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Nigerian classes struggle with basic tech amid AI age

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While artificial intelligence garners significant attention in today’s technology discussions, Nigeria still struggles to leverage basic technologies to provide education to many learners, including children in underserved communities.

The latest estimates from the Global Education Monitoring Report and the UNESCO Institute for Statistics reveal that in 2021, 244 million children and youth aged 6 to 18 worldwide were still unable to attend school.

Sub-Saharan Africa continues to face the greatest challenge, with 98 million children and young people excluded from education, followed by Central and Southern Asia with 85 million.

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The top five countries with the highest number of children excluded from education are India, Nigeria, Pakistan, Ethiopia, and China. Of note, Sub-Saharan Africa is the sole region experiencing an increase in the number of out-of-school children, as attendance rates lag behind population growth rates.

This updated measurement methodology has addressed significant data gaps in countries where large numbers of children have been out of school, and where quality administrative data has been lacking for over a decade.

This is particularly evident in Pakistan and Nigeria, where approximately 20 million children and youth are out of school, as well as in Ethiopia (10.5 million) and the Democratic Republic of Congo (six million).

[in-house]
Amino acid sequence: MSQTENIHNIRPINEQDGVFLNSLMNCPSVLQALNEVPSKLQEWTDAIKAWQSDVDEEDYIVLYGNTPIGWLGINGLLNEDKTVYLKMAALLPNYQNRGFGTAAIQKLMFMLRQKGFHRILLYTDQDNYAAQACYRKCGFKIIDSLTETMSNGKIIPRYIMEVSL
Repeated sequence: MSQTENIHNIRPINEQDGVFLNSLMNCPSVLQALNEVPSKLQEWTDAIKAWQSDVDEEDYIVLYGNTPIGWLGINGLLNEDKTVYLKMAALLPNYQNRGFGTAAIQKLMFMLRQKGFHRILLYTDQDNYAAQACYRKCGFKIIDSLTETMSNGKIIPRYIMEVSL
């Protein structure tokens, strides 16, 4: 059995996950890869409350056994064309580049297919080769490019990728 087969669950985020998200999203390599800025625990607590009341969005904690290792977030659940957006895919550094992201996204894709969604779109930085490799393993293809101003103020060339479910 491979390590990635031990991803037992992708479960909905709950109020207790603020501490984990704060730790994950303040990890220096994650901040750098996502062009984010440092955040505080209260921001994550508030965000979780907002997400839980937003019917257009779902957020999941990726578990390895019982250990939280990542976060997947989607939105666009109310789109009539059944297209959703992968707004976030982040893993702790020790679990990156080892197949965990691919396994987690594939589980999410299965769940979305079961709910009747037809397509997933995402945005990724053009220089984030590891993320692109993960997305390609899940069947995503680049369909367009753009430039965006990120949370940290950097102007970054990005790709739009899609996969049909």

Access to high-quality educational resources remains a major challenge for education systems globally. Technology holds the potential to enhance access to educational content in several ways.

Firstly, it facilitates content development by simplifying creation, adaptation, and sharing, aligning with the principles of the open education movement.

Secondly, digitisation expands storage capabilities, creates digital formats of resources, and enhances distribution channels through digital libraries, online repositories, and learning management systems. Thirdly, technology aids in reducing costs and overcoming other barriers, such as language, to access materials.

According to Stanley Boroh, a lecturer at the Federal University, Otuoke in Bayelsa State, tech is the new oil and anyone who is not familiar with tech is living in the old society.

“Tech has so many opportunities that people can key in even without being a university graduate. One can learn skills such as content creation, digital marketing, forex trading, graphics design, and other sophisticated skills. Also, the good thing is one can learn online,” he said.

However, several challenges must be addressed before technology can fully realise its potential in increasing access to educational materials. The vast quantity and decentralised production of digital content make it challenging to ensure quality.

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Friday Erhabor, director of media and strategies at Marklenez Limited, said the enabling environment to implement the massive benefits of tech in the education system, especially in reaching the unschooled, is not there yet.

He said: “Before you start talking of deploying AI, how many people have access to the internet in Nigeria? Deployment of radio for educational purposes was easy because radio signals get to villages and access is cheaper.